Mexico is on the rise and is attempting to clean up its act in order to become more attractive to foreign investment.
Although Mexico is on the rise, it has unfortunately continued to decline in its attractiveness due to high levels of crime and violence caused by drug-related trafficking. However government and industry leaders have seen reasonable economic growth in recent years, due to rising benefits from a strong service sector.
Foreign direct investment into Mexico’s infrastructure remains high, and does not seem to be deterred by crime levels. This is primarily due to its close proximity to the USA. However, moving forward, there are several major issues that will play a significant role in how successfully Latin America develops into significant global logistics market for manufacturing and distribution.
First and foremost is their lagging productivity. Latin American’s seem to have this Laissez-faire attitude for work which is primarily responsible for the regions slow economic growth. (about 1.4% per year since 1991; far less than the Asian economies) Restrictive labor laws across the region and area-specific regulations throughout the region have limited the capacity to encourage more productive companies from expanding into the Latin American market. On top of that stringent job security laws and high taxation rates make it difficult for companies to hire people in the local workforces.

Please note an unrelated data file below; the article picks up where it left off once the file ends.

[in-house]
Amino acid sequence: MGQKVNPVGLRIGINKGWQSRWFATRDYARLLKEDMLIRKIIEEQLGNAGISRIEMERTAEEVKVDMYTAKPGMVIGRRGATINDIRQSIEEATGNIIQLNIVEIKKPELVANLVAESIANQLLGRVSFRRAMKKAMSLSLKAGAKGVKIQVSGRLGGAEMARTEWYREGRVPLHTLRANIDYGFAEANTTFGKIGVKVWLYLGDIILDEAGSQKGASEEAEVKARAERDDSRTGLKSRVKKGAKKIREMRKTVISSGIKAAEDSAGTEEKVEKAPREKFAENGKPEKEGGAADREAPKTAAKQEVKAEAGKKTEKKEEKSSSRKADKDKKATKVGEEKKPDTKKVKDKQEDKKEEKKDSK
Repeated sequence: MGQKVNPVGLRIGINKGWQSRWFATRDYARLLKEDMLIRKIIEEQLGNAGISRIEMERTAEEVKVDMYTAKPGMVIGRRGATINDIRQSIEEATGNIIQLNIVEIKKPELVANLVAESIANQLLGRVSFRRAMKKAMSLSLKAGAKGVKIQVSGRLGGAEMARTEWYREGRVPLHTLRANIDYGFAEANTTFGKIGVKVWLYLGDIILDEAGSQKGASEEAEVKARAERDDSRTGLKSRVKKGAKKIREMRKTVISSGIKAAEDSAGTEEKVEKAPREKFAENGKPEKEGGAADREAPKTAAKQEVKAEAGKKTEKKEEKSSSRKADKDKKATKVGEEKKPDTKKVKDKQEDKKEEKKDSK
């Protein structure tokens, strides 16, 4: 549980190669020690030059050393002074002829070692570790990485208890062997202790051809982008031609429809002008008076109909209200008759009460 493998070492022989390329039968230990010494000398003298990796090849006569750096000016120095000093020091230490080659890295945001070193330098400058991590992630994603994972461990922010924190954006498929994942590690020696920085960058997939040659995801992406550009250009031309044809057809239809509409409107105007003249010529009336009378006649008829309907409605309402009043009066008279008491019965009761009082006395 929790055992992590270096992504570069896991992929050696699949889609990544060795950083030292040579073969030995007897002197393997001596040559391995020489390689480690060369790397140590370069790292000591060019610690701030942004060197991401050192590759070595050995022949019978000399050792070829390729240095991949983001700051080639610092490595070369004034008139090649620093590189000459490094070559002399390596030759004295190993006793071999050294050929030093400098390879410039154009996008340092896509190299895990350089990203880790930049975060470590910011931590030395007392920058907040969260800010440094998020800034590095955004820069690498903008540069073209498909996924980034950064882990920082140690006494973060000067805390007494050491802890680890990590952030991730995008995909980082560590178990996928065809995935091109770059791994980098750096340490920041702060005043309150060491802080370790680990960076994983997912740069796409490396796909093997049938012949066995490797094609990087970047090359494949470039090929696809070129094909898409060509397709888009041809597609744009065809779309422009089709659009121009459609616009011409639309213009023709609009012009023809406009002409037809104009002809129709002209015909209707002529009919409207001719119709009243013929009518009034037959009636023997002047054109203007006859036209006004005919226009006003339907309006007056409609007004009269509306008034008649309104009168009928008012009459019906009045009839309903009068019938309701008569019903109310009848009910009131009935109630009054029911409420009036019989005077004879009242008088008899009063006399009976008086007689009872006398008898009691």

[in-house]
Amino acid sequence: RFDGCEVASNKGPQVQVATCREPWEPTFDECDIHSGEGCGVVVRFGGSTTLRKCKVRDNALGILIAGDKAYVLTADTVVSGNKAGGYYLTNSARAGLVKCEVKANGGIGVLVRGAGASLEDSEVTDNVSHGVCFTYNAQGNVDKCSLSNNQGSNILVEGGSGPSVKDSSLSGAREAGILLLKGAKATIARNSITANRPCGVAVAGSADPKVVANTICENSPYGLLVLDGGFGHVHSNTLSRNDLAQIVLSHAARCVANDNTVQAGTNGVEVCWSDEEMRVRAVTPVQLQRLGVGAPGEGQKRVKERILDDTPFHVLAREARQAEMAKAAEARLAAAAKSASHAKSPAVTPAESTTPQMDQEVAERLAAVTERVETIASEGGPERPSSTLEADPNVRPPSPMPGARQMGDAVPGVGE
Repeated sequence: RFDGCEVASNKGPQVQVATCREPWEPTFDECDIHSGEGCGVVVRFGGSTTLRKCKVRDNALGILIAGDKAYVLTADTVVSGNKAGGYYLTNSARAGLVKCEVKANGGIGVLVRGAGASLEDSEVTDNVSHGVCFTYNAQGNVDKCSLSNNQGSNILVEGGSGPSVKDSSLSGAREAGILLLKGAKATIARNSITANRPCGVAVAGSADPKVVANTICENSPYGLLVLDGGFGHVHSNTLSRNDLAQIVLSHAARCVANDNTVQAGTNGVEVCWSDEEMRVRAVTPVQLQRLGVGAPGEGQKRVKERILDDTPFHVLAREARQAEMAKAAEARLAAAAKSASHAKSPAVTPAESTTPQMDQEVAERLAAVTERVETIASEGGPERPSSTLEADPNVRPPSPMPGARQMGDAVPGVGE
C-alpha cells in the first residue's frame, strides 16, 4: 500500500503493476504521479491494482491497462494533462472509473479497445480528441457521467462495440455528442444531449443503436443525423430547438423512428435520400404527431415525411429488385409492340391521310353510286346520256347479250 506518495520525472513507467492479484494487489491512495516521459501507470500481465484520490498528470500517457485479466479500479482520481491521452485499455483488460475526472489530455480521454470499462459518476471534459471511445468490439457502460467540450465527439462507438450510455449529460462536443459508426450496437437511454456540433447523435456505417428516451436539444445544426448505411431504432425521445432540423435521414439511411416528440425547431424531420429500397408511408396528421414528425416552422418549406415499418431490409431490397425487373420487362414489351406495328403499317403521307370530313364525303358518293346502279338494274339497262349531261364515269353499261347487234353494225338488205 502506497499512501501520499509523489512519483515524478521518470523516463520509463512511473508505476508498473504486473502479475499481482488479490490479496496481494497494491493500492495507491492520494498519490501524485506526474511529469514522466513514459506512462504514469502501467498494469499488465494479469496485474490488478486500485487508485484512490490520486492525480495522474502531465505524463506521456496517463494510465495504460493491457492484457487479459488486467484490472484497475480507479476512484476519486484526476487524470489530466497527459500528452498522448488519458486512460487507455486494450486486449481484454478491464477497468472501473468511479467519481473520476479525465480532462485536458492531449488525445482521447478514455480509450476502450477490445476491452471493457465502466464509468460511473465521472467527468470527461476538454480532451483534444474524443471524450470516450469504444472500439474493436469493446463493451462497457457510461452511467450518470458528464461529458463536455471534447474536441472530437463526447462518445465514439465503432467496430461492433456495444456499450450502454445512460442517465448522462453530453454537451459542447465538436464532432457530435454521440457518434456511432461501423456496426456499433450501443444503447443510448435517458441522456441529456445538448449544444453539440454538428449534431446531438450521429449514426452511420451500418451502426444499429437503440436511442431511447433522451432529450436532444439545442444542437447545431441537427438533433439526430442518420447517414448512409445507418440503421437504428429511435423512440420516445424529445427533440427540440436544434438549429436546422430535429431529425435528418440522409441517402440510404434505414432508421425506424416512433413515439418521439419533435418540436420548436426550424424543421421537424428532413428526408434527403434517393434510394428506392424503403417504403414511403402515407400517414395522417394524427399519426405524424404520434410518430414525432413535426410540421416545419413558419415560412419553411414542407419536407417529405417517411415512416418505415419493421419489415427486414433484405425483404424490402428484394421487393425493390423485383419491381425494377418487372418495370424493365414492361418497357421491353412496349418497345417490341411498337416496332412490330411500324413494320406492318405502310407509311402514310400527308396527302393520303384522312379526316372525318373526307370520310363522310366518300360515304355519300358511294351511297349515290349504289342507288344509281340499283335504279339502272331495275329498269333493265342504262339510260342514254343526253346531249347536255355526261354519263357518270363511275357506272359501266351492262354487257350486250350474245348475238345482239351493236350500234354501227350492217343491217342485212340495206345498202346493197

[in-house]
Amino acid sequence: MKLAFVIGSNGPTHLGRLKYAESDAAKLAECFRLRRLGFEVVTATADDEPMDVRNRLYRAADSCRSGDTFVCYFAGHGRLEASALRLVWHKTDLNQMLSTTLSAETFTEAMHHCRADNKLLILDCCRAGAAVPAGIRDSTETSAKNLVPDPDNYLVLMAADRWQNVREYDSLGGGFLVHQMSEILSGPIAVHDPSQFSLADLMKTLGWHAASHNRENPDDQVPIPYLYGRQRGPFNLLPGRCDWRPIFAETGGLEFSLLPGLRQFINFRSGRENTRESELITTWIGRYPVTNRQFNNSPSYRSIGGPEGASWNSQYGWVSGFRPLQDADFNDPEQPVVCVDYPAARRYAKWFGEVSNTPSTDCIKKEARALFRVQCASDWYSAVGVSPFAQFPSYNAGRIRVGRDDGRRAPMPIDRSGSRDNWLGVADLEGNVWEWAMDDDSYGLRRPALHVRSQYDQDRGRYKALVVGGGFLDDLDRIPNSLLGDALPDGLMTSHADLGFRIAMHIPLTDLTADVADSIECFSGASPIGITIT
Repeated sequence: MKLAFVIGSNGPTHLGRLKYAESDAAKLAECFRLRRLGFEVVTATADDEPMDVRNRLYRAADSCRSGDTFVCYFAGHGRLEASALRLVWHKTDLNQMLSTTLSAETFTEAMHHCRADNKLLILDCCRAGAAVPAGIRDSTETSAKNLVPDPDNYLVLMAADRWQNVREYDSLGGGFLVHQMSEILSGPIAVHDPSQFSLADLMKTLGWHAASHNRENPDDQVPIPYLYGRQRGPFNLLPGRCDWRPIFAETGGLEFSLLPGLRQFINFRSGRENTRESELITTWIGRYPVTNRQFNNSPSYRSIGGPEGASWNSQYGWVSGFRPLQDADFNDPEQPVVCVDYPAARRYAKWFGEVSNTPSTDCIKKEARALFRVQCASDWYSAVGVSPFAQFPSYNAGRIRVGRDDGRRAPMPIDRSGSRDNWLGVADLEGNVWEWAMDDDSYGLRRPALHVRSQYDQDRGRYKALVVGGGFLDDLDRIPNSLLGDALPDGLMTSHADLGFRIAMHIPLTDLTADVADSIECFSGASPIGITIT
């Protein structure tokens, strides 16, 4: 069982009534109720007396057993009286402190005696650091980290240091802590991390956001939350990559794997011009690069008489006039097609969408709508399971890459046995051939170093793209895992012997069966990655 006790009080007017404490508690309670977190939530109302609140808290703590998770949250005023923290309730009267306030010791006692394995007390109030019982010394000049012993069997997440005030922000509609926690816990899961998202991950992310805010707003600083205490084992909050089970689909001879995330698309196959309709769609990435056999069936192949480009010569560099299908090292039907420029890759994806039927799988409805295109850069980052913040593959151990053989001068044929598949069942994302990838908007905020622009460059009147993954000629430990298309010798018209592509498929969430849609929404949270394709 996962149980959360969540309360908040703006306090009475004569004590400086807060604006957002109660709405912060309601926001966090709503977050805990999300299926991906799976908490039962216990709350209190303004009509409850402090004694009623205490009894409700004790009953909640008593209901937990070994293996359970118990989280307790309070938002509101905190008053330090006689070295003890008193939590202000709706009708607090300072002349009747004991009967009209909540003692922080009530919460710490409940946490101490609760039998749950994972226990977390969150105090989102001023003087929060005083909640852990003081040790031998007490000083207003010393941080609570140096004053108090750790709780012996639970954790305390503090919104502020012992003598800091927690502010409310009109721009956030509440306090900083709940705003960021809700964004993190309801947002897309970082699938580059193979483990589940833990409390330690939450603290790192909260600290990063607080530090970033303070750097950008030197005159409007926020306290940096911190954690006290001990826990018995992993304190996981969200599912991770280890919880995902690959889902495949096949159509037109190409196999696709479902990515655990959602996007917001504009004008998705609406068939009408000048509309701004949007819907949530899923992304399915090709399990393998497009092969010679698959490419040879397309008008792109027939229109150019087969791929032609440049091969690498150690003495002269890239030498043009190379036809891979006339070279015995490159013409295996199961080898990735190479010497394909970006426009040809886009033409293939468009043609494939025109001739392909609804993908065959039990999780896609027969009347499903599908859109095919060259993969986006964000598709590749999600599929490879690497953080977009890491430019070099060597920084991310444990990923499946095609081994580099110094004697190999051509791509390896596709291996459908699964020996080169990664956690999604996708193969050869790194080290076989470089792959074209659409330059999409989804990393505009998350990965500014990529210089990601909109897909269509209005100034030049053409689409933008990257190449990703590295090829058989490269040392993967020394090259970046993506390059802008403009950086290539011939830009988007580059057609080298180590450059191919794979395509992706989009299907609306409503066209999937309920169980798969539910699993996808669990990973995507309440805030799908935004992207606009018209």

Lack of supply chain and cargo transportation expertise compared to developed countries around the world have left Latin America in a weak position. Organizations must invest more in leadership and training, especially at the managerial level. One of the challenges is that colleges and universities throughout Latin America are not yet offering degrees in Logistics Management. More often than not, it’s only a topic within other curricula, such as industrial engineering. Students considering entering the logistics field must learn everything from how to manage a distribution center to how develop winning customer service strategies. And unfortunately, this takes time.
The second area of weakness is the scarcity of qualified managers. This is where Latin America’s talent issue are most acute. High unemployment levels may seem to indicate that there are plenty of workers are available. However, those numbers don’t reveal the scarcity of qualified logistics talent.
The third challenge which is a vast issue for logistics operations in Latin America is the lack of the infrastructure to support the necessary information systems. This region is comprised of primarily emerging economies, and therefore what infrastructure systems exist, generally lacks 21st century sophistication or, in some cases, sheer availability. GV USA’s strategy is to invest in cloud-based systems and build the same common platform in Latin America that it operates in North America.